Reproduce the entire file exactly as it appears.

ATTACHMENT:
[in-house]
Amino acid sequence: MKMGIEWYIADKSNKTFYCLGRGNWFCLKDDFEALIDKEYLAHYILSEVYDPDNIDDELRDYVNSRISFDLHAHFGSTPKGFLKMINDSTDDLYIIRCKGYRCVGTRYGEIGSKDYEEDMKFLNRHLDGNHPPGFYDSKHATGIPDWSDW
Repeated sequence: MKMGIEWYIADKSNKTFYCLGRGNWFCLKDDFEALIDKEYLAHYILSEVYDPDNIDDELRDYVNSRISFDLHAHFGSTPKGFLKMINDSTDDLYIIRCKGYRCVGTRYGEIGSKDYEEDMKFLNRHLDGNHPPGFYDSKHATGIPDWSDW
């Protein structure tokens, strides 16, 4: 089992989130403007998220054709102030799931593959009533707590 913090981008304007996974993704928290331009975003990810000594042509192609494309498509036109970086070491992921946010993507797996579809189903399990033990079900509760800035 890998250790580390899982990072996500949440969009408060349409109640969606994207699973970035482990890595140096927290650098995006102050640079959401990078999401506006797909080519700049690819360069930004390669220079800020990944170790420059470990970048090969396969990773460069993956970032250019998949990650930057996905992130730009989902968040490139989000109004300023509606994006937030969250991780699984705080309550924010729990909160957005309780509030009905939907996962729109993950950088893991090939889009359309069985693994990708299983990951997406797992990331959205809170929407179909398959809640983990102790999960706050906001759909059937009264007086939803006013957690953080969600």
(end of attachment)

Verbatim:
[in-house]
Amino acid sequence: MKMGIEWYIADKSNKTFYCLGRGNWFCLKDDFEALIDKEYLAHYILSEVYDPDNIDDELRDYVNSRISFDLHAHFGSTPKGFLKMINDSTDDLYIIRCKGYRCVGTRYGEIGSKDYEEDMKFLNRHLDGNHPPGFYDSKHATGIPDWSDW
Repeated sequence: MKMGIEWYIADKSNKTFYCLGRGNWFCLKDDFEALIDKEYLAHYILSEVYDPDNIDDELRDYVNSRISFDLHAHFGSTPKGFLKMINDSTDDLYIIRCKGYRCVGTRYGEIGSKDYEEDMKFLNRHLDGNHPPGFYDSKHATGIPDWSDW
């Protein structure tokens, strides 16, 4: 089992989130403007998220054709102030799931593959009533707590 913090981008304007996974993704928290331009975003990810000594042509192609494309498509036109970086070491992921946010993507797996579809189903399990033990079900509760800035 890998250790580390899982990072996500949440969009408060349409109640969606994207699973970035482990890595140096927290650098995006102050640079959401990078999401506006797909080519700049690819360069930004390669220079800020990944170790420059470990970048090969396969990773460069993956970032250019998949990650930057996905992130730009989902968040490139989000109004300023509606994006937030969250991780699984705080309550924010729990909160957005309780509030009905939907996962729109993950950088893991090939889009359309069985693994990708299983990951997406797992990331959205809170929407179909398959809640983990102790999960706050906001759909059937009264007086939803006013957690953080969600």